Based on multivariate analysis adjusted for the cumulative chlorpromazine equivalent amount and baseline TC or BMI, the changes in TC and BMI were 6.525 mg/dL and 0.380 kg/m2 greater, respectively, in the group treated with atypical antipsychotic drugs, and the differences were significant (p = 0.037 and 0.011) (Tables 4, 5, 6 and 7). The change in LDL-C was 5.537 mg/dL greater in the group treated with atypical antipsychotic drugs, although there was no significant difference (p = 0.058) (Table 8).

There were no significant differences between the two groups in other biomarkers, Framingham score, JALS score, or the onset of diabetes, cardiovascular events, or cardiovascular death (Tables 8 and 9).

Table 9 Event rate

Clinical monitoring

The frequency of monitoring for diabetes and lipid markers in eligible patients (n = 3464) was 0.028 times per month (once every 35 to 36 months) and 0.078 times per month (once every 12 to 13 months), respectively, with an average of 0.336 and 0.936 times per patient per annum. There was no significant difference in the frequency of monitoring between treatment groups in the primary endpoint analysis population (p = 0.567 and 0.080) (Tables 10 and 11). Seventy-seven and 58% of patients did not have monitoring for diabetes and lipid markers, respectively.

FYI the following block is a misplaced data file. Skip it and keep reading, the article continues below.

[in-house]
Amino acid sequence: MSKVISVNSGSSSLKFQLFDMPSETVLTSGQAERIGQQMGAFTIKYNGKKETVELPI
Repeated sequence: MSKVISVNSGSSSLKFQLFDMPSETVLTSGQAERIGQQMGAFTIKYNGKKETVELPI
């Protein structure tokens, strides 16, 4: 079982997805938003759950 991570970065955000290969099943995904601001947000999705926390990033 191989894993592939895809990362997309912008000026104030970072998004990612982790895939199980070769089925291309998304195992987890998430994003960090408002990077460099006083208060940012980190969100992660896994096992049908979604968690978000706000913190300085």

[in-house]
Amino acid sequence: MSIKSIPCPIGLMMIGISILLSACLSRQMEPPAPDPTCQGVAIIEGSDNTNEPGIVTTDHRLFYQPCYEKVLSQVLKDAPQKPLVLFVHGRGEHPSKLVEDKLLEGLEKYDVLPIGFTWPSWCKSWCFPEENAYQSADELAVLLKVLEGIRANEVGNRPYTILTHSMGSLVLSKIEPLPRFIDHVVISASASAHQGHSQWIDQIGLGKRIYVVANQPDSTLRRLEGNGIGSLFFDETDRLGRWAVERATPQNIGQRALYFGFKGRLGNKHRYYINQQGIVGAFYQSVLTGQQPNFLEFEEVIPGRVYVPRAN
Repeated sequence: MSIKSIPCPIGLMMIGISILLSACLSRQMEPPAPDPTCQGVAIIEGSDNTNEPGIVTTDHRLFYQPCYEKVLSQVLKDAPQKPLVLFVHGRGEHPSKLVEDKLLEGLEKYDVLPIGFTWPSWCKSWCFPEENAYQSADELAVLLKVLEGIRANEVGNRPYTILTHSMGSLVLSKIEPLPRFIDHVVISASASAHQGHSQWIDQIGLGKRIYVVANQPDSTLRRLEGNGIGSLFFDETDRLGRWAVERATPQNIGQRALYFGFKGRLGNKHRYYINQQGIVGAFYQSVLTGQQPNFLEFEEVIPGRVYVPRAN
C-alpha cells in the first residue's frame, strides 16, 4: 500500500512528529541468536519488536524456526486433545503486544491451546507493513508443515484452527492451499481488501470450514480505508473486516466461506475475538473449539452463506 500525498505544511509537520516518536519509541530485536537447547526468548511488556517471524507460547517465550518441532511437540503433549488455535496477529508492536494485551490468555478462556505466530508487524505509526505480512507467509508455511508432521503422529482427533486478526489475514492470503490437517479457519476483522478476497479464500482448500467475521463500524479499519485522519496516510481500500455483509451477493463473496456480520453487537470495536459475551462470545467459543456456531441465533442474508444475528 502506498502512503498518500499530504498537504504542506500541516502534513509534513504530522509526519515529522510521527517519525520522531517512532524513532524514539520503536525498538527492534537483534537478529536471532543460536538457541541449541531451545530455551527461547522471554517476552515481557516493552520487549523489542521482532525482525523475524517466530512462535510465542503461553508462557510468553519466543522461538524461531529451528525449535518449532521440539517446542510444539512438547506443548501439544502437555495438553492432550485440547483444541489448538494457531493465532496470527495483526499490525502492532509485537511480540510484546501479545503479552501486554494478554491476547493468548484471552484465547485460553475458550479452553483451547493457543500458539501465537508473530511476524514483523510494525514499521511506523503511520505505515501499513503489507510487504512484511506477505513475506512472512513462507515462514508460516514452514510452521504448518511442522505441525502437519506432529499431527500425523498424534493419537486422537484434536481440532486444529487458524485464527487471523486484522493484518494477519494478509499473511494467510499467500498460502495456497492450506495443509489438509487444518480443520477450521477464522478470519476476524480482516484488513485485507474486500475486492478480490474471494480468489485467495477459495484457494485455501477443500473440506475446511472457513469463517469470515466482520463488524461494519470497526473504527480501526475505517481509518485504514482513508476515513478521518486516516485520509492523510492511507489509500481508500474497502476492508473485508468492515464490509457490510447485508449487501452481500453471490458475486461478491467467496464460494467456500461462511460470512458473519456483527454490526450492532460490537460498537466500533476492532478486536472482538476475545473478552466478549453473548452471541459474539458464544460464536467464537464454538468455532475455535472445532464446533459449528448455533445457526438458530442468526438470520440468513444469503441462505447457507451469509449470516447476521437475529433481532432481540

Table 10 Frequency of clinical monitoring. Diabetes
Table 11 Frequency of clinical monitoring. Lipid markers

Discussion

In this study, we evaluated the difference in cardio-metabolic risk between schizophrenia patients treated with and without atypical antipsychotic drugs using a Japanese employment-based health insurance database. Changes in the Suita score from baseline to 1 year were the primary outcome and were used as an assessment index for cardio-metabolic risk. Our analysis revealed that the changes in the Suita score and risk calculated based on these changes were 0.530 and 0.098% greater, respectively, in the group treated with atypical antipsychotic drugs than in the group treated without atypical antipsychotic drugs, but there was no significant difference (p = 0.412 and 0.610). The changes in TC and BMI evaluated as secondary outcomes for cardio-metabolic risk were 6.525 mg/dL and 0.380 kg/m2 greater, respectively, in patients treated with atypical antipsychotic drugs, and the differences were significant (p = 0.037 and 0.011). Other outcomes did not show any significant differences between the two groups.